US 4894537 A
A novel scanning tunneling microscope (STM) is described which is constructed almost entirely of one metal e.g. aluminum and uses bimorph piezoelectric disks as the x, y, z drive elements. The design uses a simple, rugged tirpod configuration for the fine motion drive arms. Coarse motion of the sample, which is mounted on an aluminum holder, is achieved by pushing, or pulling, with a piezoelectric louse. Differential thermal expansion effects are avoided by design, to first order, and the resulting drift is ≦0.5 Å per minute after only a short warm-up period. It is easy to build and operate, and has good immunity to mechanical vibrations.
1. A scanning tunneling microscope, comprising:
a support block made of an electric and thermal conductive metal, and having three orthogonal walls, each having a flanged hole therein,
adjustable sample holding means adjustably positioned on the said support block to carry a sample thereon,
tunneling tip means comprising an electrically conductive tunneling tip and x, y and drive arms, the latters of which are made of hollow tubes of the same metal as that of the said support block and oriented along three orthogonal x, y and z axes respectively, the said x, y and z drive arms being joined together at one end of each arm and carrying the said tunneling tip thereat, the said tip being oriented along the z axis and positioned at a predetermined distance away from the said sample to produce a tunneling current therebetween,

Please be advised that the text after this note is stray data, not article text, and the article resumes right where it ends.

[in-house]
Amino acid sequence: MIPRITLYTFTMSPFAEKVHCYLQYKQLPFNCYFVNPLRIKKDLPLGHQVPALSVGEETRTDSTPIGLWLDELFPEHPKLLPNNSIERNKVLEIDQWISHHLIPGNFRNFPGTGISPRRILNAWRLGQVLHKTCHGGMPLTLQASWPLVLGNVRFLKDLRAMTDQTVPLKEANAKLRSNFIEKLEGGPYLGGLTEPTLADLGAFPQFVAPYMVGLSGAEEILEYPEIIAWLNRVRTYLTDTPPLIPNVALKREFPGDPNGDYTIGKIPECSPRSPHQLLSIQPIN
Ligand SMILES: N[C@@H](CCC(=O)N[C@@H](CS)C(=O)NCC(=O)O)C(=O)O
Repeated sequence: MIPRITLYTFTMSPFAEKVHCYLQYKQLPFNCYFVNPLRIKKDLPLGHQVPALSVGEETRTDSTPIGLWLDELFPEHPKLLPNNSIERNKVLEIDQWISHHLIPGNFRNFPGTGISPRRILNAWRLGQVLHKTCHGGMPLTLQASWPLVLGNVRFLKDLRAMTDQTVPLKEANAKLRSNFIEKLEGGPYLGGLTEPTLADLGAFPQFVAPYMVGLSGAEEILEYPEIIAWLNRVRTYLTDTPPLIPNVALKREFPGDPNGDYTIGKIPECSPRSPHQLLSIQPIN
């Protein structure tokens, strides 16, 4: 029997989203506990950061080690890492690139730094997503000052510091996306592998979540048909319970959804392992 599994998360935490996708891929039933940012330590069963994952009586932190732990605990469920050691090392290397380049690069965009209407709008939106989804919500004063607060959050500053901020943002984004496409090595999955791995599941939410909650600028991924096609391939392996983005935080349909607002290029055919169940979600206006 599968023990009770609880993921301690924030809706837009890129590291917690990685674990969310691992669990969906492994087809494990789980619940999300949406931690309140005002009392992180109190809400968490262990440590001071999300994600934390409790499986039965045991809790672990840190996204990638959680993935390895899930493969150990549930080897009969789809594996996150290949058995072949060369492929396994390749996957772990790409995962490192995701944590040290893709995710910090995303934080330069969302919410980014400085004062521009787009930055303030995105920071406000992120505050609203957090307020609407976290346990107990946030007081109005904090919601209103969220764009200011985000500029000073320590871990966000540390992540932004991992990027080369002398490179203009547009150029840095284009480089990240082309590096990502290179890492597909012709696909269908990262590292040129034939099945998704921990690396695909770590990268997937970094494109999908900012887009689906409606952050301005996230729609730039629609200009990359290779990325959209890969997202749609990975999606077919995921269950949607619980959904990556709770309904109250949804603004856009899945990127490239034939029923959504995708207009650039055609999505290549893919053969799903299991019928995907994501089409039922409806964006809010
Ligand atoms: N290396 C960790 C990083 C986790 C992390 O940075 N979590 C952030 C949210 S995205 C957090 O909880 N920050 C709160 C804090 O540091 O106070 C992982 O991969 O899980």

three bimorph disks, each being clamped at its perimeter in the said flanged hole and connecting the said support block and each of the x, y and z drive arms at the other end thereof, for relative movements therebetween along the axis thereof, and
electrical means connected to the said three bimorph disks to control the said relative movements along x, y and z axes.
2. The scanning tunneling microscope, according to claim 1, wherein the said adjustable sample holding means comprise:
a louse baseplate to be adjustably located on the said support block,
louse means including a piezoelectric plate and having three feet to stand on the said louse baseplate, and
a sample holder carrying the said sample and being located on the said louse baseplate in contact with the said louse means to move therewith.
3. The scanning tunneling microscope, according to claim 2, wherein:
the said louse baseplate, the said three feet and the said sample holder are made of aluminum and are formed with an anodized layer on the surfaces thereof, and
electrical connections are provided on the said louse baseplate, the said three feet and the said sample holder to electrostatically clamp the same to surfaces on which they are located.
4. The scanning tunneling microscope, according to claim 2, wherein:
electrodes are provided on the said piezoelectric plate to controllably deform the same so that the said sample holder can be moved.
5. The scanning tunneling microscope, according to claim 1, wherein the said tunneling tip means further comprise:
a conical tip holder of aluminum attached at the end of the z drive arm and carrying the said tunneling tip made of tungsten in an electrically insulating fashion from the said conical tip holder, and
an electrically conductive wire positioned within the z drive arm and connecting the said tunneling tip.
6. The scanning tunneling microscope, according to claim 1, wherein the said electrical means comprise: